March 28, 2017 by Greg Meckbach, Associate Editor
Two months after the Insurance Brokers Association of Ontario announced it would no longer invite Aviva Canada Inc. to participate in IBAO’s sponsorship program, the association continues to hold talks with Aviva, IBAO’s chief executive officer said Tuesday.
“We continue to talk to Aviva,” IBAO CEO Colin Simpson said.
“The challenge we have with Aviva is that they have a particular brand strategy that directly competes with you and your offices,” Simpson said during the annual general meeting of the Insurance Brokers of Toronto Region, held Tuesday at Le Parc banquet and conference centre in Markham. “It does so by branding a product with the Aviva brand but is sold at a different value proposition than what you can sell in your office.”
Aviva announced Jan. 18 it is offering “team branded” home and auto insurance directly to fans of the Raptors and Maple Leafs. Those insurance products would be offered at a “competitive price,” Aviva said at the time. In a partnership with Maple Leaf Sports and Entertainment, Aviva Agency Services Inc. offers and administers the insurance over the Internet. The coverage is underwritten by Aviva subsidiary S&Y Insurance Company.
“I completely understand Aviva’s position,” Simpson said. “They have a strategy and they want to do it.”
On Jan. 23, IBAO announced that Aviva would “no longer be invited to participate in the IBAO’s Sponsorship Program for the foreseeable future.”
“We will see how this evolves,” Simpson said Tuesday at the IBTR AGM.
“We keep getting asked, ‘Why don’t you pick on Belair?’ or ‘Why don’t you pick on Sonnet?'” Simpson said, alluding to the direct writers owned by Intact and Economical respectively. “To us there is a clear distinction between the value proposition of a direct writer and what Aviva is doing.”
Simpson added that IBAO plans to publish a white paper in which the association will make its position “very clear.”
That white paper “will probably be coming out at the end of April,” Simpson said. “I will commit to you that I cannot take an insurance company’s money to promote a brand that is going to take business away from you.”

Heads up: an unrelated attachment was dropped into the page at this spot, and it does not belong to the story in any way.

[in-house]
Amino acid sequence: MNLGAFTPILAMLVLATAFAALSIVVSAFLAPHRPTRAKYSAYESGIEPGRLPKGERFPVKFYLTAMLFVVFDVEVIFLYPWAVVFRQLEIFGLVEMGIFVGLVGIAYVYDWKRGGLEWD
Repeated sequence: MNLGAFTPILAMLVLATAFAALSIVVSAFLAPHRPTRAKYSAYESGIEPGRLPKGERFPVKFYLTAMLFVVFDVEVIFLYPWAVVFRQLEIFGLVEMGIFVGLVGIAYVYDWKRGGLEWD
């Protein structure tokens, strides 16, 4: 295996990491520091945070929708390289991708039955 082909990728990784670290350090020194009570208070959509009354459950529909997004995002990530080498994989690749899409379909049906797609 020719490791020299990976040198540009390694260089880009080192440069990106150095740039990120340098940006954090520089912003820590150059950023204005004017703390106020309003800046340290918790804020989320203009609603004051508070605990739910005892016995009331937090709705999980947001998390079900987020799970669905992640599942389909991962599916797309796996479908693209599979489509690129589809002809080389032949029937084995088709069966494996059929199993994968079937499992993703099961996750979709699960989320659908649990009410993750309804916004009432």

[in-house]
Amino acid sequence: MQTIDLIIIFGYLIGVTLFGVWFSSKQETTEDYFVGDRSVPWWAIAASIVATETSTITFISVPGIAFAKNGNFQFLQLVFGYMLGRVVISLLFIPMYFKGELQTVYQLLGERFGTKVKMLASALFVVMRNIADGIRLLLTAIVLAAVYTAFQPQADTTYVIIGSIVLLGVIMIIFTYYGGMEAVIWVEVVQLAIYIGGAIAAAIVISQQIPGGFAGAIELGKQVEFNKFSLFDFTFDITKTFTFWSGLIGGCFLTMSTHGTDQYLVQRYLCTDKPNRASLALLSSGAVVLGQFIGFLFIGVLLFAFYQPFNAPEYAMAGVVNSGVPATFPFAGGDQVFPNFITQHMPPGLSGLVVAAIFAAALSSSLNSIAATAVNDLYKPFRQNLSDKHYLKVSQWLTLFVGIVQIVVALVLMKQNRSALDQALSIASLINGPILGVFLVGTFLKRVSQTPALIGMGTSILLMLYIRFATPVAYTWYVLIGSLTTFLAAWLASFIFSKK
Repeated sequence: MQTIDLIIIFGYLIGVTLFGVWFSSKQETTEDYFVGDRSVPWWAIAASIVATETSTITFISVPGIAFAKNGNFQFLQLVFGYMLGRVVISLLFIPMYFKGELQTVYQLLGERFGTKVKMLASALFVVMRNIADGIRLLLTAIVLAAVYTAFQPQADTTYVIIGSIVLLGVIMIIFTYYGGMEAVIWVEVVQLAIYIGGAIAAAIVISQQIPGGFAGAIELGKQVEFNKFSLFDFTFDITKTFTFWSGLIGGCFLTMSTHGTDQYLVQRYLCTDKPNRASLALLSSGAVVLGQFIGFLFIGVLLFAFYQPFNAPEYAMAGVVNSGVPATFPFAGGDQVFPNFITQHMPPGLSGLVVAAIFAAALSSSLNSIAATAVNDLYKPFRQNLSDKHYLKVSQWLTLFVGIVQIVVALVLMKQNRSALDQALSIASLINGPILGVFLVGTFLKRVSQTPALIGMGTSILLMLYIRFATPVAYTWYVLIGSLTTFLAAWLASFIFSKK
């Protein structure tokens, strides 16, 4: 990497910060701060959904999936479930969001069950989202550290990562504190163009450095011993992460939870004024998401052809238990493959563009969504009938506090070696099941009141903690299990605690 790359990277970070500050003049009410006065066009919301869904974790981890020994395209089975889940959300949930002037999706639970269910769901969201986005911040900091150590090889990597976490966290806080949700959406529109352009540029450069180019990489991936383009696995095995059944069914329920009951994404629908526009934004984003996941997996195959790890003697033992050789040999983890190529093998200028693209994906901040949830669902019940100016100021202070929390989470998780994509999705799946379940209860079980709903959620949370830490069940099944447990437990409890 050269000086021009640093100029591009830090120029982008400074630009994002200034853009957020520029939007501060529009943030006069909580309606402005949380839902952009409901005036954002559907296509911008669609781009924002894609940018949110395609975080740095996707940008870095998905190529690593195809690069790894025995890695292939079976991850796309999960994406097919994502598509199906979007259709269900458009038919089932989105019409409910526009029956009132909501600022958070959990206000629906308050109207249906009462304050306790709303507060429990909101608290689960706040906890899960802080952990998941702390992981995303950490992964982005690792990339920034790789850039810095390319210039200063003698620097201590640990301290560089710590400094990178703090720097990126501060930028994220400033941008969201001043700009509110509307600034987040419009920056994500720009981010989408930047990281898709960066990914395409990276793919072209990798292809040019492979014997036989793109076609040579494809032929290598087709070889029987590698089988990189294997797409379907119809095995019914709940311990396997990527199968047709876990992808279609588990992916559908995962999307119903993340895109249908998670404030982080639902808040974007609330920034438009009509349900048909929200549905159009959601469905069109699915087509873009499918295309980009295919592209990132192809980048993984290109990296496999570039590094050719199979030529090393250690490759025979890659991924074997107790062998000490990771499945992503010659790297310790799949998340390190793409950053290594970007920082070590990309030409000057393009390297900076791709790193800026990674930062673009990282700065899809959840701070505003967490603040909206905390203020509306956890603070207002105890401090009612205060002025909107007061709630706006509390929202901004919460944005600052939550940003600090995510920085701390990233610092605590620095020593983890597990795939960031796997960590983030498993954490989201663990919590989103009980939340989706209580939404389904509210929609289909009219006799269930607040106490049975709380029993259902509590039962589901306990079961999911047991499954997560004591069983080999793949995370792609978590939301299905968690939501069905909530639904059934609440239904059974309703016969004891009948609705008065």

The team-branded Aviva insurance will include live chat assistance and will be offered in the Raptors’ and Maple Leafs’ marketing territories.
In January, Aviva said it “remains fully committed” to its broker partners.
“We have had multiple discussions with Aviva and we continue to have multiple discussion with Aviva,” Simpson said Tuesday. “They see the use of that brand as being to the benefit of the brokerage – ‘whether it’s competing against you or not, any exposure of their brand is good for you.’ We completely disagree. We have examples, we have anecdotes, we’ve got real live rating issues that we have presented them that specifically states that what they are doing is damaging our business. We have customers going into some of our members’ offices that are saying ‘we have worked with you guys for 30 years and you have been ripping me off.’ Consumers don’t understand the nuances of the same branded product. Aviva disagreed with us.”
One member attending the IBTR AGM asked Simpson whether Aviva will be allowed to attend the IBAO Convention, scheduled Oct. 25-26 in Ottawa.
“At the moment the only thing we have decided is that we will not take their money,” Simpson said. “Because the convention is so far off we really do want to try and fix the situation that we find ourselves in. Those decisions will be taken as we get further down the path.”
Before joining IBAO as CEO of its Independent Broker Resources Inc. (IBRI) subsidiary, Simpson had been president and CEO of Intrinsync Insurance Solutions Inc. He was CEO of York Fire & Casualty Insurance Company before it was sold by Kingsway Financial Services Inc. to La Capitale General Insurance Inc. Simpson later became CEO of Kingsway at the time it sold Jevco Insurance Company to The Westaim Corp.’
“I come from the dark side,” Simpson quipped Tuesday.
“As you get through a lot of initiatives at the insurance company end, one of the hardest things is trying to work out what it is that brokers really truly want,” Simpson told IBTR members. “A lot of you are strong entrepreneurs. A lot of you are used to doing your own thing. So it is tricky trying to work out what it is that brokers want.”
Brokers need to “take a leading role” in technology, Simpson suggested.
“It is getting to the point where there is obvious concentration of effort, from an insurance company perspective, on certain systems,” he said. “If we do not take the lead now, what we will end up finding is we will end up in the portal situation where they will develop their own types of solutions out in the marketplace and we will just have to suffer whatever comes in our direction.”
IBAO officials are “going to spend a lot of time in the next few months focussing on that particular angle to make sure that we put our stake in the ground as to where we expect to see technology going in the next two to three years,” Simpson said.